Have you got an amazing idea for a start-up? Ready to make your business dreams a reality? Well, the first thing you’ll need is cash — and potentially lots of it. Of course, not everyone has access to large sums of money, so we’ve taken a look at some of the most popular ways to raise funds for your business.
Grants and loans
Thankfully, there are plenty of grants and loans that you can access as a small business getting started in the UK. Nationally, schemes such as Innovate UK and R&D tax relief offer financial support to start-ups, while many local councils operate their own programmes as well. And if you’ve been trading for less than 36 months, you can apply for a government-backed Start Up Loan, which comes with 12 months of complimentary business mentoring.
Another way to raise funds is to attract individuals willing to invest money in your business. For many entrepreneurs, that means asking family and friends to loan out the cash required to get things started. If you go down this route, make sure you get proper legal advice first — after all, nothing sours a relationship faster than financial conflict. Or, you could try and attract the interest of professionals via what’s known as an angel investment scheme — a network of successful businessmen and women looking to invest capital in new projects and ideas.
In the last decade or so, crowdfunding has become an increasingly popular way for entrepreneurs to raise the cash they need to launch their businesses. If you’re social media savvy, and good at promoting your brand, this could be the right approach for you. Just choose a platform — Kickstarter and Indiegogo are the most popular choices for UK companies — and get promoted. In return for donations, supporters typically receive perks, so make sure you make a full business plan and account for any associated costs.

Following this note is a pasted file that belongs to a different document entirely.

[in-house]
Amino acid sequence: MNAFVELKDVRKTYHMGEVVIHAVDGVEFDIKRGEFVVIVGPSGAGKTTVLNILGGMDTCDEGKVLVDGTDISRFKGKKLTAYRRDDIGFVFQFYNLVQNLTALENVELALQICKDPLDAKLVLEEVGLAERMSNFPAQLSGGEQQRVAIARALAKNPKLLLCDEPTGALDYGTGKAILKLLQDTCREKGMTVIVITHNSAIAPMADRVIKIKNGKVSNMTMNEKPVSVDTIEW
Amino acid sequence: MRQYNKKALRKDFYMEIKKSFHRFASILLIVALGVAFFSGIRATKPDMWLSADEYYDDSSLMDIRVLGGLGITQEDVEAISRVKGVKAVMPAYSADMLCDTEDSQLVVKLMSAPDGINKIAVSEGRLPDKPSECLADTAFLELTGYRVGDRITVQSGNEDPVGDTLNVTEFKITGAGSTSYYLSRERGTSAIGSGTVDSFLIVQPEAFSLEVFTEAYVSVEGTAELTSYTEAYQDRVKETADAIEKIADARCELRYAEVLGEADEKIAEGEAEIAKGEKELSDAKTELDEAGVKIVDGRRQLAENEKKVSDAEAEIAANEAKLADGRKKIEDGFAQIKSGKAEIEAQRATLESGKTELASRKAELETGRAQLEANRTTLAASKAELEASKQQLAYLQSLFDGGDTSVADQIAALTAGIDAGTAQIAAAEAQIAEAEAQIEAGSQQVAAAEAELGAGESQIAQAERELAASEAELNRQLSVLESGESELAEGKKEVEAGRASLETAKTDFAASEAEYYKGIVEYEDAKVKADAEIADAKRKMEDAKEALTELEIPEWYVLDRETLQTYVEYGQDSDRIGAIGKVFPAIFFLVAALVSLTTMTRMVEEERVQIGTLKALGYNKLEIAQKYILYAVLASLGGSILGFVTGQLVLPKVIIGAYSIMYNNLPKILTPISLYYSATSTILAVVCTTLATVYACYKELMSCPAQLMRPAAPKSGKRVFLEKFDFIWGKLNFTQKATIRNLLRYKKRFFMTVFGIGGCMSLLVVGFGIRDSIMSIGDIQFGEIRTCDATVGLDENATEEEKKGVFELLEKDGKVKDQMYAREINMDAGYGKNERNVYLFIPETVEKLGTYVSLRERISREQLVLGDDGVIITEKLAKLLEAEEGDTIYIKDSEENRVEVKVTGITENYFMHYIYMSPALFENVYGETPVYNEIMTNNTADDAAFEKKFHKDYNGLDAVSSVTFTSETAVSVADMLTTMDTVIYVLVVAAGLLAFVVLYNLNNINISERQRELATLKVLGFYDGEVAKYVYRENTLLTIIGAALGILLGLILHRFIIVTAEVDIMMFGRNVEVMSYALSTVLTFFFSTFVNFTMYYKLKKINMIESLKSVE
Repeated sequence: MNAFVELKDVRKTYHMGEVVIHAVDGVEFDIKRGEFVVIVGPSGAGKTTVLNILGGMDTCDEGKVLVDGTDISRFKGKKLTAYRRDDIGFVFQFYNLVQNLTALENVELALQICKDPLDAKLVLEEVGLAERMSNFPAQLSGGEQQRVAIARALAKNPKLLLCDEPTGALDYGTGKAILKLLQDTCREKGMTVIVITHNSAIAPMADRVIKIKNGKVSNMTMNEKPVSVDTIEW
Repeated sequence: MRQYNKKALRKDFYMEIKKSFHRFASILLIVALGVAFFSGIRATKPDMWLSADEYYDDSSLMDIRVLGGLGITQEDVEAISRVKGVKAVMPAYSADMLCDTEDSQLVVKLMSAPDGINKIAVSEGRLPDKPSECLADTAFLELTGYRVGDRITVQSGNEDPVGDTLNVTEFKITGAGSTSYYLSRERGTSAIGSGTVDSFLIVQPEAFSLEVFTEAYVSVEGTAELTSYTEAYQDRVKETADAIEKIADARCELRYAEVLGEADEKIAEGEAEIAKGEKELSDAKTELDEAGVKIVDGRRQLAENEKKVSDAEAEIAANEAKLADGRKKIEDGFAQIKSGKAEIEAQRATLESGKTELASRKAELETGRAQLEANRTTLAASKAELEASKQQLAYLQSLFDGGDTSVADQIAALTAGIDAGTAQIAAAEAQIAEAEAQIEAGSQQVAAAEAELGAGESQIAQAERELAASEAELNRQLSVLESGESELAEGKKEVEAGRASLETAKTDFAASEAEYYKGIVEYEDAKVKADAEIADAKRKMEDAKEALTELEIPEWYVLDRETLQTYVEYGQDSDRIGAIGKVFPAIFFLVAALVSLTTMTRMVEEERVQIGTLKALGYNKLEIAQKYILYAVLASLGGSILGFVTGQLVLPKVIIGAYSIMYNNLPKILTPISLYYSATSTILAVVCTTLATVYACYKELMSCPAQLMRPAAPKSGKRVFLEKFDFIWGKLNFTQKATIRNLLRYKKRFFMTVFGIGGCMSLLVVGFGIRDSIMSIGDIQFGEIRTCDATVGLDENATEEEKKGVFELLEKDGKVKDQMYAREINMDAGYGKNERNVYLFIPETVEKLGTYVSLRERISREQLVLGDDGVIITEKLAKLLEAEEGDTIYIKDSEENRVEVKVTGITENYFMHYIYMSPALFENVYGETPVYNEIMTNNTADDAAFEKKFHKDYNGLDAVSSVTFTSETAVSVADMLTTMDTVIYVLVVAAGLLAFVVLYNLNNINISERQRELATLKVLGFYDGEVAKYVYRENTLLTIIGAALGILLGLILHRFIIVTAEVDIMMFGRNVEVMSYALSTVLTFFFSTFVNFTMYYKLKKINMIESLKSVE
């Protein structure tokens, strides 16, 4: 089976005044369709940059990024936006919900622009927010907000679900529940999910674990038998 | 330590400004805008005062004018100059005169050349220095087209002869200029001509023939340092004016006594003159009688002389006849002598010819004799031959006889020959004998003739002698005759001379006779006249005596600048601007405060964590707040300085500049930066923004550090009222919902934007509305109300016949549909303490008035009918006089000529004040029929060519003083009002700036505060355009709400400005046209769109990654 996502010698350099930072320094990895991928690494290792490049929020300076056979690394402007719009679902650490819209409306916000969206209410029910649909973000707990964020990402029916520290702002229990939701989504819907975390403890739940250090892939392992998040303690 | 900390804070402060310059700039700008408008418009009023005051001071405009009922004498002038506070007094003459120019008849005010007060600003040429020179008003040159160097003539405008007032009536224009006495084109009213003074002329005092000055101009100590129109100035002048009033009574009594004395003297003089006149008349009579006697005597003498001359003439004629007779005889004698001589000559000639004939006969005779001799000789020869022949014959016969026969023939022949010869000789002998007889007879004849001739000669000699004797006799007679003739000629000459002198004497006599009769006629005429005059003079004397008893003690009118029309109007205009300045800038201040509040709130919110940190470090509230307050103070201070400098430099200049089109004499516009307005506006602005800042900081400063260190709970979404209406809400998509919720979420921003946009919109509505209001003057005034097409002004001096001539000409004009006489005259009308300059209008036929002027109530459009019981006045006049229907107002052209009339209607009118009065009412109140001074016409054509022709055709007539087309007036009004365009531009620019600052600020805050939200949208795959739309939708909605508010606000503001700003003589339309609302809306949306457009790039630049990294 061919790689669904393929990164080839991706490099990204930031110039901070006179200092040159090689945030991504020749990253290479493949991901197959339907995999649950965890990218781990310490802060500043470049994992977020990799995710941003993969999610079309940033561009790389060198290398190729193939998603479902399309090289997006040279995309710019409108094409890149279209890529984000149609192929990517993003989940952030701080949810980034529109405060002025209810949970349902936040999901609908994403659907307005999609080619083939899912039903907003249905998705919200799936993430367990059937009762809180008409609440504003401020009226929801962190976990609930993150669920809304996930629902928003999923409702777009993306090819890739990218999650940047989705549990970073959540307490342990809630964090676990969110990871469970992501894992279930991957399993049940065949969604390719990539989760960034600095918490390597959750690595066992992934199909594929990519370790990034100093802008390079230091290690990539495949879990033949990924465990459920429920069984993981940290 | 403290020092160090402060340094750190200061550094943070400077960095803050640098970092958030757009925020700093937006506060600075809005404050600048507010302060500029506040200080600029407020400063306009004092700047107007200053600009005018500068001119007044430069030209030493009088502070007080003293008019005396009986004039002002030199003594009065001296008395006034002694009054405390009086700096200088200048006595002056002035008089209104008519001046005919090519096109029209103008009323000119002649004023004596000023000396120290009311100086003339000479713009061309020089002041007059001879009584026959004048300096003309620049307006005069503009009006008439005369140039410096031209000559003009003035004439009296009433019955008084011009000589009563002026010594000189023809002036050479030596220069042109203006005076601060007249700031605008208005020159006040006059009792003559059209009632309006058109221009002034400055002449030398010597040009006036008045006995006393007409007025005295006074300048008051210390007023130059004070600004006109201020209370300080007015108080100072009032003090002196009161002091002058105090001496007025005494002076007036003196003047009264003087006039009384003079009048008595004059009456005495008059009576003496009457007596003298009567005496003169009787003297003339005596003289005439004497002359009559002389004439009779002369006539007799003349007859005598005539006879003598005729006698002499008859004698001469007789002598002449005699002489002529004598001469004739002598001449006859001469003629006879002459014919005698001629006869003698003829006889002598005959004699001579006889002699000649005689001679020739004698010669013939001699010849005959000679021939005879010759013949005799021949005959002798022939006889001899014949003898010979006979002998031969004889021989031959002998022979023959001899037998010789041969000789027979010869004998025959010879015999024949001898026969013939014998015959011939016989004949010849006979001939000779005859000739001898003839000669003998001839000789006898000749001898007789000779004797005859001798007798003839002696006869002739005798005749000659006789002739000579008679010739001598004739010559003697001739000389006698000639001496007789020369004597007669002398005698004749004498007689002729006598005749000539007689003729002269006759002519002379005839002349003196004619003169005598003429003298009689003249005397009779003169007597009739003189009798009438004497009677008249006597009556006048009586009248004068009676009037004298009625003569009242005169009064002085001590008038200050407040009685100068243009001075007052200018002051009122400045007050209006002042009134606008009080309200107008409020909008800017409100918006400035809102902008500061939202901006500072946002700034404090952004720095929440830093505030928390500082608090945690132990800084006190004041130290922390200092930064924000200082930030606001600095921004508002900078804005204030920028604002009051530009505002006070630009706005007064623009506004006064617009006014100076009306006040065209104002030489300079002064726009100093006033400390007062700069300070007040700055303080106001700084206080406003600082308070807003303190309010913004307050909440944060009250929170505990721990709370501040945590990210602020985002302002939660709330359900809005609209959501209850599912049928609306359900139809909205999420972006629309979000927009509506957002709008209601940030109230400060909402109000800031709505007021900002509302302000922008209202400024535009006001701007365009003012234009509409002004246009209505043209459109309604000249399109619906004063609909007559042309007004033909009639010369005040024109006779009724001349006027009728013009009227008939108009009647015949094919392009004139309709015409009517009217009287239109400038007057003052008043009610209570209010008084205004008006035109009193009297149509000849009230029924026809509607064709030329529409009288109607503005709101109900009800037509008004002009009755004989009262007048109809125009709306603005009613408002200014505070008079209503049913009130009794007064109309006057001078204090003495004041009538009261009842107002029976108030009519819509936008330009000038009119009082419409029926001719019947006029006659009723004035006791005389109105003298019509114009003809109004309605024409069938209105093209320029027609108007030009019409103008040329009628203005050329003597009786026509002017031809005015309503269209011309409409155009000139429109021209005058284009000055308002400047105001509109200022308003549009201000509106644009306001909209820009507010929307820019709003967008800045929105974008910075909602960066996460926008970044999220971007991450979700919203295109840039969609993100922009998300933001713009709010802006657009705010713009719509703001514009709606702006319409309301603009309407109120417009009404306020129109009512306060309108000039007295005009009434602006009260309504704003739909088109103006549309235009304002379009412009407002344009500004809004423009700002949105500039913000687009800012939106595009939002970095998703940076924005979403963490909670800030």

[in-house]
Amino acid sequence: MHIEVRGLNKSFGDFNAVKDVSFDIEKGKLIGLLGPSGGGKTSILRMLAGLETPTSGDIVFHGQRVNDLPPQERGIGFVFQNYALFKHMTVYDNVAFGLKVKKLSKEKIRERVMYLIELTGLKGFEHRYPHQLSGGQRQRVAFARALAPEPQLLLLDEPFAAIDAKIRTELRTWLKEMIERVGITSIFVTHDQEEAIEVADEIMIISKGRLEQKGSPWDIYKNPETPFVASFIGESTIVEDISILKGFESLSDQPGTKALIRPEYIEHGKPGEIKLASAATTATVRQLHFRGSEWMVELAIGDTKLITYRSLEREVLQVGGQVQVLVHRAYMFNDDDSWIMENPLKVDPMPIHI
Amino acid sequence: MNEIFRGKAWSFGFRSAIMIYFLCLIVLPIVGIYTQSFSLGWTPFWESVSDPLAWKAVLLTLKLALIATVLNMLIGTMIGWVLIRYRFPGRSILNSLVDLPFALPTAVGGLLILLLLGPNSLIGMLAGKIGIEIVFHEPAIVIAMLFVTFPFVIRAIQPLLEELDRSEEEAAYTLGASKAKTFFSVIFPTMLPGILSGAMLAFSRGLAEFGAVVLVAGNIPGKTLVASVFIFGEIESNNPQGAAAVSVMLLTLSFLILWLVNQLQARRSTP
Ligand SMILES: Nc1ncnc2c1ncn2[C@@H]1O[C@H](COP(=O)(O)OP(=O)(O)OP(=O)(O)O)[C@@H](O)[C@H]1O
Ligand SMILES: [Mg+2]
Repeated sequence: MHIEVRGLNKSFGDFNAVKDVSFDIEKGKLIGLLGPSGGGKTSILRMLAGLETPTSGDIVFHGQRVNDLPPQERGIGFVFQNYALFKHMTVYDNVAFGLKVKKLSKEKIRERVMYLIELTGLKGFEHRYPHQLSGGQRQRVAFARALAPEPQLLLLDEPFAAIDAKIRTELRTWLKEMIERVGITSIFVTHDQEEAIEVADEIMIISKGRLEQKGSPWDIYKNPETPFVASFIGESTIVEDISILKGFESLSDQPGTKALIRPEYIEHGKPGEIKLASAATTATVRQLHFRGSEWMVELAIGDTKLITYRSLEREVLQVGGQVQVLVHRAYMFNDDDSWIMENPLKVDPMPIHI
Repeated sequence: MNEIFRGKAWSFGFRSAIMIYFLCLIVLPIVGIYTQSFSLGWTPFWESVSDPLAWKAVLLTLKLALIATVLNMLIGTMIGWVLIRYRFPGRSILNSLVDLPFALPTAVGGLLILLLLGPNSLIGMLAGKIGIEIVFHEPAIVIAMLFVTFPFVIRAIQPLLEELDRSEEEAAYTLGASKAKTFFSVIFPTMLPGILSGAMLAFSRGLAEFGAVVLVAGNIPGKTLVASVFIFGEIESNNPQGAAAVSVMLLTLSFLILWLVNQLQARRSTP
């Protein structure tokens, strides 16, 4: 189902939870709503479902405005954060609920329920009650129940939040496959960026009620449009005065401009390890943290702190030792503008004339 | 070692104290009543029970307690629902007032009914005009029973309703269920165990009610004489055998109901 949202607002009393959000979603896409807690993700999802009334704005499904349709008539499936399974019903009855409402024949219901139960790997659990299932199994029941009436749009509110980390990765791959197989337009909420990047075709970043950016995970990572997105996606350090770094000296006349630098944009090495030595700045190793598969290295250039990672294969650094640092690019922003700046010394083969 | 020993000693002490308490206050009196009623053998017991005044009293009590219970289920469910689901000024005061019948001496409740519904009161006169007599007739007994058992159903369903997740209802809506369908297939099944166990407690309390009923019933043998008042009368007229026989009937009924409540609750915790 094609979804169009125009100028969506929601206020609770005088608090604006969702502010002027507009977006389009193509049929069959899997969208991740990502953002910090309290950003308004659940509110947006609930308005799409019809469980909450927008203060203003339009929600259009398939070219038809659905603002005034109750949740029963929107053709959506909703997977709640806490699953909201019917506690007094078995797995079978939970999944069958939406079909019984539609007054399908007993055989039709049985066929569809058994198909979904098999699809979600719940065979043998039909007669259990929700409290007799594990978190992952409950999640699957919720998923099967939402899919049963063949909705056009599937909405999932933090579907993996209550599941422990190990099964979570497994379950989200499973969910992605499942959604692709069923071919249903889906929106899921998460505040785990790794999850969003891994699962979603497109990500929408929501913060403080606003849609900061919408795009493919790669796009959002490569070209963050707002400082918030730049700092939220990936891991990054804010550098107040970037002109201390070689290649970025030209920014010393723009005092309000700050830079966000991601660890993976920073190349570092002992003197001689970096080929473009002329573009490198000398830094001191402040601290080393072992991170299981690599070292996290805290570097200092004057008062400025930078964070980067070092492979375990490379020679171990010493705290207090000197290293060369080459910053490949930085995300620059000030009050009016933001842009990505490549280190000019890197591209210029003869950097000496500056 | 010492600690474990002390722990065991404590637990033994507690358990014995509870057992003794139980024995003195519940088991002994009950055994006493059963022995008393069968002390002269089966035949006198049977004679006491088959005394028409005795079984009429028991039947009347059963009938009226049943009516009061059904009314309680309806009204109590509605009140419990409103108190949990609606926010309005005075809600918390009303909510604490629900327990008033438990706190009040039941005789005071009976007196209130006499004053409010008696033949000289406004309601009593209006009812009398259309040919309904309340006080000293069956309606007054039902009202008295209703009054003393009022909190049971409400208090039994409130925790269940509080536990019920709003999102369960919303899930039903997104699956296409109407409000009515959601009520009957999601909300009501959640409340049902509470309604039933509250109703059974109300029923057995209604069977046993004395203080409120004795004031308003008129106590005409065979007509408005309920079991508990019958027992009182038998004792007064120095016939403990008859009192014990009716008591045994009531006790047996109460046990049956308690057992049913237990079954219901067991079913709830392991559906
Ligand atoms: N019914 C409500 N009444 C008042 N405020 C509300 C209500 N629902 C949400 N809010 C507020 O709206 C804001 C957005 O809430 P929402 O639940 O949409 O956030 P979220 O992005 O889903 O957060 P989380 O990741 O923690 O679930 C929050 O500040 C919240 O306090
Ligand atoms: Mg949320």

Don’t want to rely on external funding sources? You could try bootstrapping, an approach that involves using your personal finances, or money generated by your start-up, to operate your business. If you’ve got a bad credit rating and you’re in the red, this might not be the best option for you, but some entrepreneurs have had plenty of success relying on savings, credit cards and second mortgages to get the ball rolling.
Of course, it can be tempting to quit the day job and dedicate yourself entirely to your start-up dream. But the reality is that bills still need to be paid. Instead of struggling to pay yourself a wage, why not pursue a part-time position that will keep the cash flowing while you establish your business? People find all kinds of extra work via sites like Jooble, so take some time to see what’s available in your area.
Already Ltd? Manage your business account + admin in one app.